- The Washington Times - Wednesday, September 29, 2004

The House Judiciary Committee has initiated a congressional inquiry seeking answers from the Federal Air Marshal Service as to what flights are protected and the possibility of its undercover agents being exposed by a dress code.

Reps. F. James Sensenbrenner Jr., Wisconsin Republican and committee chairman, and John Conyers Jr., Michigan Democrat and ranking member, set an Oct. 15 deadline in a letter to Federal Air Marshal Service (FAMS) Director Thomas D. Quinn to answer seven pages of questions.

The letter specifically cites a July 9 story in The Washington Times reporting the strict dress code, and references three other reports that terrorists are probing flights, that marshals cover less than 5 percent of daily flights, and security problems raised by its hotel policy.

“We are concerned by media reports, as well as reports from other sources, detailing alleged security gaps in air travel,” the letter says. “As part of our oversight responsibilities, the committee has the duty to ensure that the efforts of the FAMS are effective. We also owe a duty to the American public to do everything we can to make certain that air travel is as safe as possible.”

Lawmakers want to know if the dress code, which in some offices mandate suits or sports coats on all flights, is harmful in identifying the undercover agent. One team of marshals covering a Southwest Airlines flight out of Columbus, Ohio, was pulled from protecting a plane during a high-alert period because they were not wearing sports jackets.

The committee asked for reports of all disciplinary action against agents for not adhering to the dress code.

“Moreover, we are concerned about reports that air marshals are required to stay in certain designated hotels and identify themselves specifically as federal air marshals, not just as government agents,” the letter says.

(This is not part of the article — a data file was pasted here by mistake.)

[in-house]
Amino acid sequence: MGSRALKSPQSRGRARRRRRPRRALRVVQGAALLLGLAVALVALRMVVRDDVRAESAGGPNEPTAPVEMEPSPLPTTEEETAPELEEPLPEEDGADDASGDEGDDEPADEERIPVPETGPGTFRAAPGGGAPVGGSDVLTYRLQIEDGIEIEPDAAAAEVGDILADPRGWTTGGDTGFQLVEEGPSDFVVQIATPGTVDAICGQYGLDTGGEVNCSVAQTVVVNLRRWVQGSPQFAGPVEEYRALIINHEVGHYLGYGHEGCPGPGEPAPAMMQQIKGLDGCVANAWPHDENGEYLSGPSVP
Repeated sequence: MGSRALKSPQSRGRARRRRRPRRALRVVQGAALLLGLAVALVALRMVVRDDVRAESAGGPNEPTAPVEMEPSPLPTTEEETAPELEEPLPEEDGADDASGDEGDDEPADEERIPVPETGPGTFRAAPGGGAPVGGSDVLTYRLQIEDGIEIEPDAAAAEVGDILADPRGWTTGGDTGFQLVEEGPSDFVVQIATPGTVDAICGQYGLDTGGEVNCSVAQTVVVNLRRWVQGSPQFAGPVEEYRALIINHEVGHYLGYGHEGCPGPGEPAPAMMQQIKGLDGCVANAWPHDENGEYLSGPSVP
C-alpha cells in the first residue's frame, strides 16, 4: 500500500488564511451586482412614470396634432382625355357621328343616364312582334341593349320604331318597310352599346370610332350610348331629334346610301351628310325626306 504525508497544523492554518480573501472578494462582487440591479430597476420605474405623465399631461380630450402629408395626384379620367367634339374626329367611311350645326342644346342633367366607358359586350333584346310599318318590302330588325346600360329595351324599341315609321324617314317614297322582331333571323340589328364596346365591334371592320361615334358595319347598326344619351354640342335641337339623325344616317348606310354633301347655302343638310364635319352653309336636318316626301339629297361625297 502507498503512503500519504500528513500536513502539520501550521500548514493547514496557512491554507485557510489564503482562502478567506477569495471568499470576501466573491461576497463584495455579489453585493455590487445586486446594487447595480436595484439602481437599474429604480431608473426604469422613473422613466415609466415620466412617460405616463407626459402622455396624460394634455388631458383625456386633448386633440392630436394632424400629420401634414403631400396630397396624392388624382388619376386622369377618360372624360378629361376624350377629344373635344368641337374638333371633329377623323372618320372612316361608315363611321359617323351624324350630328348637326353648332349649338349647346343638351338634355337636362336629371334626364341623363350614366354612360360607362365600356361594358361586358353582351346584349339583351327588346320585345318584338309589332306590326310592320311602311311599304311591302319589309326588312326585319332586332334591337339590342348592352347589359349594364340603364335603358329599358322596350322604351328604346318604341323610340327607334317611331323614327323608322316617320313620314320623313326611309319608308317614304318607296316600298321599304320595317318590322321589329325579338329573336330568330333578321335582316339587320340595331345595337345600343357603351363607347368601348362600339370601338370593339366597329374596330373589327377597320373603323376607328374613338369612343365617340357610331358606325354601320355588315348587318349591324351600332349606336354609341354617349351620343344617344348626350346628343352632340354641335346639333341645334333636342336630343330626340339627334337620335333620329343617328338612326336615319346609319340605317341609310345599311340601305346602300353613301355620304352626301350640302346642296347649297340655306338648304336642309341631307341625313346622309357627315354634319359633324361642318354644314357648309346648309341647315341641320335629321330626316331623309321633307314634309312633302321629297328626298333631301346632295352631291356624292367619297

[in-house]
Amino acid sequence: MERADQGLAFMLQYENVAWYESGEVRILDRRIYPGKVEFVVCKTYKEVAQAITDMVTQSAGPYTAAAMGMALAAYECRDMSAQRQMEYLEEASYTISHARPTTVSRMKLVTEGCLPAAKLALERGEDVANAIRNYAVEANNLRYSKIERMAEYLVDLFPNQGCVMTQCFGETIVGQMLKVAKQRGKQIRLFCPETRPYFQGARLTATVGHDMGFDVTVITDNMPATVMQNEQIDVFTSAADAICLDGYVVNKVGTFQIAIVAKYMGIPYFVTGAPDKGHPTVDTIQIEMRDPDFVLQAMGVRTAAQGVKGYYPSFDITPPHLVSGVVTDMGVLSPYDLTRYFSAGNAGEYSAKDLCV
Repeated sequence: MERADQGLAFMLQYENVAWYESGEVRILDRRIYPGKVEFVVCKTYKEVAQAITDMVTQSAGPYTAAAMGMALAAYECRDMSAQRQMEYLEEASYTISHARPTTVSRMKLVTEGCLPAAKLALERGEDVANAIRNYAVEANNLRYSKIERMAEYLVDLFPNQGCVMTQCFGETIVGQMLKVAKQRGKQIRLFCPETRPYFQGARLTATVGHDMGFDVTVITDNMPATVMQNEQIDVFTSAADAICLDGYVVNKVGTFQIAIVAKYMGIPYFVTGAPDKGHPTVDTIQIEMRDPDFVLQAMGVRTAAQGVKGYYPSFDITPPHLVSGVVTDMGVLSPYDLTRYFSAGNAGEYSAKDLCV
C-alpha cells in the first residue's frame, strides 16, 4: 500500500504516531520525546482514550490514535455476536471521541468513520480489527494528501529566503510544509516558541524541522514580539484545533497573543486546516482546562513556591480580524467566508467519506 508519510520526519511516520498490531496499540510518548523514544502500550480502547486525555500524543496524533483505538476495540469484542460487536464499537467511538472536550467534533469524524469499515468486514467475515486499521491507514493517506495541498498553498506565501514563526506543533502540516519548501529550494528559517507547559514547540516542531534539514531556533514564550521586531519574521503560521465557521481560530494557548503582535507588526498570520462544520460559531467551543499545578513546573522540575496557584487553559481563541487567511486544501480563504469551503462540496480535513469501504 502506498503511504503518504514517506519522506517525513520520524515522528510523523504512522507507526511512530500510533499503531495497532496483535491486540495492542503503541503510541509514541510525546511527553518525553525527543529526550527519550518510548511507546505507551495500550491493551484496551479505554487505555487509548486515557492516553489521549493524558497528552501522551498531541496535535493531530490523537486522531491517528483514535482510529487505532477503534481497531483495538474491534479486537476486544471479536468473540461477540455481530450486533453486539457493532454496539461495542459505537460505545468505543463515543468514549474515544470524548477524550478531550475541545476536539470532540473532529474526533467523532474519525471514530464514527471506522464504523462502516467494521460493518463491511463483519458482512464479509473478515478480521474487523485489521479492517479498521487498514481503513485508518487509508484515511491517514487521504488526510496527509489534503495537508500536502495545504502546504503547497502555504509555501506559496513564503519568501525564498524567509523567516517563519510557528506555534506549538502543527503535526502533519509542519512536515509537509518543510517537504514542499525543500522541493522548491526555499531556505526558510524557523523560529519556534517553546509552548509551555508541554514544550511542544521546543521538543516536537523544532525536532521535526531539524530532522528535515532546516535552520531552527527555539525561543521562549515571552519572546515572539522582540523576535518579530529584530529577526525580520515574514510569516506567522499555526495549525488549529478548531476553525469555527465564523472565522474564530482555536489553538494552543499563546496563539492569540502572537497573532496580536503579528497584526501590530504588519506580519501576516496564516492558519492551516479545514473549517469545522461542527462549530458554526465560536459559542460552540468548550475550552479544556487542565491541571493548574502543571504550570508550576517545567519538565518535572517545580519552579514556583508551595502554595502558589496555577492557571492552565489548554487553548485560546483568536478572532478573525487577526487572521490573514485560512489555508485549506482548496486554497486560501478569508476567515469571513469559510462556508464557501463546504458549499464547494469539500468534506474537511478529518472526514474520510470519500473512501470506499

FAMS spokesman Dave Adams said they have received the letter and will respond.

“We received it. We are obviously concerned about the same issues the Judiciary Committee addressed in their letter. We’ve been asked, and have answered most of those questions already by members of the House, and we fully intend to comply with all of the requests made in this letter,” Mr. Adams said.

The committee began the inquiry after womenswallstreet.com reporter Annie Jacobsen reported a June 29 incident aboard Northwest Flight 327 from Detroit to Los Angeles and suspicious behavior of 14 Syrian passengers, which marshals and pilots say resembles a “terrorist probe.”

The letter asks for a summary of probes that have been reported and investigated, as well as conclusions.

“I think it’s a terrific display of the check-and-balance system at work as it should be,” Mrs. Jacobsen said yesterday. “I don’t know which I’m more excited about, reading the questions or looking forward to the responses.”

The committee asked about a policy directing FAMS to file at least one “surveillance detection report” a month that marshals say has led to the filing of fraudulent reports.

Classified information such as the exact number of marshals has been requested, as well as the number of flights covered each day, the size of the aircraft being protected and distance traveled. Some marshals say they are rarely flying 757s cross-country, which terrorists used September 11, and instead are flying smaller aircraft two to four legs a day.

Marshals also say the ammunition they use is too powerful and can go through a terrorist and hit a passenger or the plane’s hydraulics. The committee asked numerous questions about the ammunition and agent training.

Mr. Quinn said the bullets used would incapacitate a terrorist, but not exit the body.

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